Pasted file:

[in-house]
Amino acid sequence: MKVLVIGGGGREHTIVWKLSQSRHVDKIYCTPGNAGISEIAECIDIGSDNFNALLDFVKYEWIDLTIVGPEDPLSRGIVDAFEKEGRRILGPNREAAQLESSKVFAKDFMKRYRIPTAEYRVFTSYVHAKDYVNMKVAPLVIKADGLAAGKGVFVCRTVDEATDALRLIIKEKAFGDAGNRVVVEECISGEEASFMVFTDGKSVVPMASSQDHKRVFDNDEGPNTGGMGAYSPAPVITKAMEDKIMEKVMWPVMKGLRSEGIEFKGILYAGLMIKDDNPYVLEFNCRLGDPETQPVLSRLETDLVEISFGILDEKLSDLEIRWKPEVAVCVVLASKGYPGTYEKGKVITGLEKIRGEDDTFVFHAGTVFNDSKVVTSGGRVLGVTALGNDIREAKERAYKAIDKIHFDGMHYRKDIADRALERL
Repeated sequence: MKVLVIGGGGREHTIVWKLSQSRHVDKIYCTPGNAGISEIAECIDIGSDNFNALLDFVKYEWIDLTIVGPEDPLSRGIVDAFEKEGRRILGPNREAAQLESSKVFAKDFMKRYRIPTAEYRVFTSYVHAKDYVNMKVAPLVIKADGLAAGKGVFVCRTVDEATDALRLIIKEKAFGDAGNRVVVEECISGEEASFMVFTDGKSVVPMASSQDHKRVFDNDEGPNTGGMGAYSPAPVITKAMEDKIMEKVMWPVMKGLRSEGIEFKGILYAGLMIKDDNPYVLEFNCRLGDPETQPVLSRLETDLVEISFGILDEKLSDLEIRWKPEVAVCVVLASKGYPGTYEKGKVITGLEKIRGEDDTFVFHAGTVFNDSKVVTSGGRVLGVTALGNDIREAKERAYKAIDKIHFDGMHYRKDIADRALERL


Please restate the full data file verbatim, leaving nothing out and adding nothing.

[in-house]
Amino acid sequence: MKVLVIGGGGREHTIVWKLSQSRHVDKIYCTPGNAGISEIAECIDIGSDNFNALLDFVKYEWIDLTIVGPEDPLSRGIVDAFEKEGRRILGPNREAAQLESSKVFAKDFMKRYRIPTAEYRVFTSYVHAKDYVNMKVAPLVIKADGLAAGKGVFVCRTVDEATDALRLIIKEKAFGDAGNRVVVEECISGEEASFMVFTDGKSVVPMASSQDHKRVFDNDEGPNTGGMGAYSPAPVITKAMEDKIMEKVMWPVMKGLRSEGIEFKGILYAGLMIKDDNPYVLEFNCRLGDPETQPVLSRLETDLVEISFGILDEKLSDLEIRWKPEVAVCVVLASKGYPGTYEKGKVITGLEKIRGEDDTFVFHAGTVFNDSKVVTSGGRVLGVTALGNDIREAKERAYKAIDKIHFDGMHYRKDIADRALERL
Repeated sequence: MKVLVIGGGGREHTIVWKLSQSRHVDKIYCTPGNAGISEIAECIDIGSDNFNALLDFVKYEWIDLTIVGPEDPLSRGIVDAFEKEGRRILGPNREAAQLESSKVFAKDFMKRYRIPTAEYRVFTSYVHAKDYVNMKVAPLVIKADGLAAGKGVFVCRTVDEATDALRLIIKEKAFGDAGNRVVVEECISGEEASFMVFTDGKSVVPMASSQDHKRVFDNDEGPNTGGMGAYSPAPVITKAMEDKIMEKVMWPVMKGLRSEGIEFKGILYAGLMIKDDNPYVLEFNCRLGDPETQPVLSRLETDLVEISFGILDEKLSDLEIRWKPEVAVCVVLASKGYPGTYEKGKVITGLEKIRGEDDTFVFHAGTVFNDSKVVTSGGRVLGVTALGNDIREAKERAYKAIDKIHFDGMHYRKDIADRALERL